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Business braces for compensation change

WITH the State Government’s industrial relations changes to become law this month the business community expects imminent action with regard to another pre-election platform – workers’ compensation.

Among the changes industry groups expect from Consumer and Employment Protection Minister John Kobelke is a re-opening of the ‘second gateway’, which could lead to increased premiums

A report by Robert Guthrie commissioned last year by the minister outlined key changes for reform, but according to Chamber of Commerce and Industry WA director of Health, Safety and Workers’ Compensation, Anne Bellamy, the reforms will break an election promise and increase premiums by 31 per cent.

“There is no doubt that the minister will look for reform, but if they are based on the Guthrie Report it will mean nothing else than cost increases for employers,” Ms Bellamy said.

The Government’s direction statement on workers’ compensation says: “A Labor Government will open up greater access to common law for injured workers. This will be in a measured way and based on the cost savings derived from reform of the system to prevent it causing upward pressure on premium rates.”

A spokesperson for Mr Kobelke said the majority of feedback from the report was positive and the Government was currently assessing a package of measures and reform proposals based on Mr Guthrie’s recommendations and the subsequent public consultation. An announcement was expected in the near future.

The Guthrie Report suggests re-opening the second gateway, closed by the previous government, which will allow employees to seek damages at common law if they can show a loss of more than 50 per cent of their weekly earnings.

According to SGIO State manager Garry Moore, the closure of the second gateway by the Court Government in 1999 has reduced workers’ compensation premiums.

“Before 1999 there were two ways to claim at common law. The first was to show a 30 per cent or greater bodily disability. The second was by showing a future pecuniary loss of $100,000 or more,” Mr Moore said.

The 1999 changes removed the second gateway and replaced it with a provision for people incurring between 16 per cent and 30 per cent disability to pursue at common law, provided they elected to do so within six months of the incident.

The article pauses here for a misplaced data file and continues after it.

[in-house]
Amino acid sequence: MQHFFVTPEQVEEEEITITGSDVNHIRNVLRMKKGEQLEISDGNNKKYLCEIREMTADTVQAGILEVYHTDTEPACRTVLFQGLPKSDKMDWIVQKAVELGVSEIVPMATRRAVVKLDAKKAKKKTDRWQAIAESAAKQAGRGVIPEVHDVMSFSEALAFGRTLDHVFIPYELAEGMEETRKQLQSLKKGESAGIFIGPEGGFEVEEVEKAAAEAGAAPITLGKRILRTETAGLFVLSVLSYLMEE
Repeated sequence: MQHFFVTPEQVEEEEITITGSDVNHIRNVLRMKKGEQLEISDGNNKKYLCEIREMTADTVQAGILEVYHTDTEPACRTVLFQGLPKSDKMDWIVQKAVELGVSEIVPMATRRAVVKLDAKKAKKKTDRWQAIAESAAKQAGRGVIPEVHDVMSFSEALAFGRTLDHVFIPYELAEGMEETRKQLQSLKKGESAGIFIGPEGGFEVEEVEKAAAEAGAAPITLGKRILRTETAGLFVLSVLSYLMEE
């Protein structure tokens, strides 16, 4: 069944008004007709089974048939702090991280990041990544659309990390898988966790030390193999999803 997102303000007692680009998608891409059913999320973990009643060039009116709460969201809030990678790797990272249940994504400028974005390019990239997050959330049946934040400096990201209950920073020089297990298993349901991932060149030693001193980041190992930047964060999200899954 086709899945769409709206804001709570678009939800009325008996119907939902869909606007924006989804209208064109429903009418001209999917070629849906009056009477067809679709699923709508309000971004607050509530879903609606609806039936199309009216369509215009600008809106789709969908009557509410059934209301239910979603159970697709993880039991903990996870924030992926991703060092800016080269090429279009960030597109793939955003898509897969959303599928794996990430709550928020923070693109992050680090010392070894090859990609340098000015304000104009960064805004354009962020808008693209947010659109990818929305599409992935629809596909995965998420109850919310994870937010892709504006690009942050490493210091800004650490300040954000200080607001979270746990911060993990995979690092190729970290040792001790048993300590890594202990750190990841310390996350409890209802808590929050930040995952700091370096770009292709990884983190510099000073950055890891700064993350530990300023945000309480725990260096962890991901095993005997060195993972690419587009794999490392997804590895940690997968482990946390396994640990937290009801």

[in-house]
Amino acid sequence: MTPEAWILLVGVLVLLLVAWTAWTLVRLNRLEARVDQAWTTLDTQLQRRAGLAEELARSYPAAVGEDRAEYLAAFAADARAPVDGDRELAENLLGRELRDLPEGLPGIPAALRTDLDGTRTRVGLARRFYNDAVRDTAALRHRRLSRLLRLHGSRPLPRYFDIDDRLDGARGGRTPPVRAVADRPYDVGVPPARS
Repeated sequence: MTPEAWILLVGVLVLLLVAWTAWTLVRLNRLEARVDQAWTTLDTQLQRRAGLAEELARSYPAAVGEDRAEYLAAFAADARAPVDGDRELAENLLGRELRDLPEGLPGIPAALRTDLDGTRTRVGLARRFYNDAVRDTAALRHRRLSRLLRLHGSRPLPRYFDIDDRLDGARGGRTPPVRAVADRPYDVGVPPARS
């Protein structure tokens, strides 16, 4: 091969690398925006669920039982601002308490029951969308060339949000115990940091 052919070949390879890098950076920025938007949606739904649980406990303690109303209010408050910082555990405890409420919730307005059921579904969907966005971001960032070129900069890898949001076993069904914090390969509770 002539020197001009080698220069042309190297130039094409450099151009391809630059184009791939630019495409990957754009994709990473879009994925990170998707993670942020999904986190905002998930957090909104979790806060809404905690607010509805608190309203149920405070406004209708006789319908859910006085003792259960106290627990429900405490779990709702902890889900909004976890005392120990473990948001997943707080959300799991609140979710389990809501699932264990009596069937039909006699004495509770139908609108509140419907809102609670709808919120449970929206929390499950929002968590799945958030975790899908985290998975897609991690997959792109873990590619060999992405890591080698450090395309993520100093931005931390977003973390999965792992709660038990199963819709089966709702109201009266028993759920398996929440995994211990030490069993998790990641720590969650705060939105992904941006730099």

“It has been effective in reducing common law claims and getting premiums down,” Mr Moore said.

The number of workers’ compensation claims has decreased by 23 per cent since 1999 and the latest Premium Rates Committee of Western Australia Actuarial Report outlines a further 6 per cent reduction for the 2002-2003 period.

Mr Moore said premium rates currently sat at 2.46 per cent, a figure that has dropped substantially since 1999.

“There is a potential for it to drop further but if you don’t continue to hone in cost pressures the costs rise again. It’s hard to imagine that they would get lower than that,” Mr Moore said.

Workcover executive director Harry Neesham said the system has been very stable for the past two years.

Ms Bellamy said there could be greater efficiencies in the system, particularly with the way the insurance system was administered and the medical and associated costs aspect to workers’ compensation claims.

Both of these issues were independently reviewed by the previous government and have not been implemented.

Mr Moore said a key area for reduction would be injury management.

“Trying to get workers back as soon as possible is an important aspect. If we can reduce the length of time workers are off work we can reduce the cost of the system and reduce the cost of premiums,” he said.

“One problem we found is the average delay from reporting a claim.”

It’s a view shared by Mr Kobelke, who raised the issue in the Workers’ Compensation and Rehabilitation Commission Annual Report 2000-2001.

“There is, however, continuing cause for concern in the persistence of long duration (60 days or greater) claims as a major cost factor in the workers’ compensation scheme. While the overall number of claims is reducing, the number of long-term claims is increasing. Latest figures available show that while long term duration claims represent just over 15 per cent, they account for almost 76 per cent of the cost of claims,” the report says.

Ms Bellamy said if the package was close to recommendations made by the Guthrie Report, CCI WA would have concerns.

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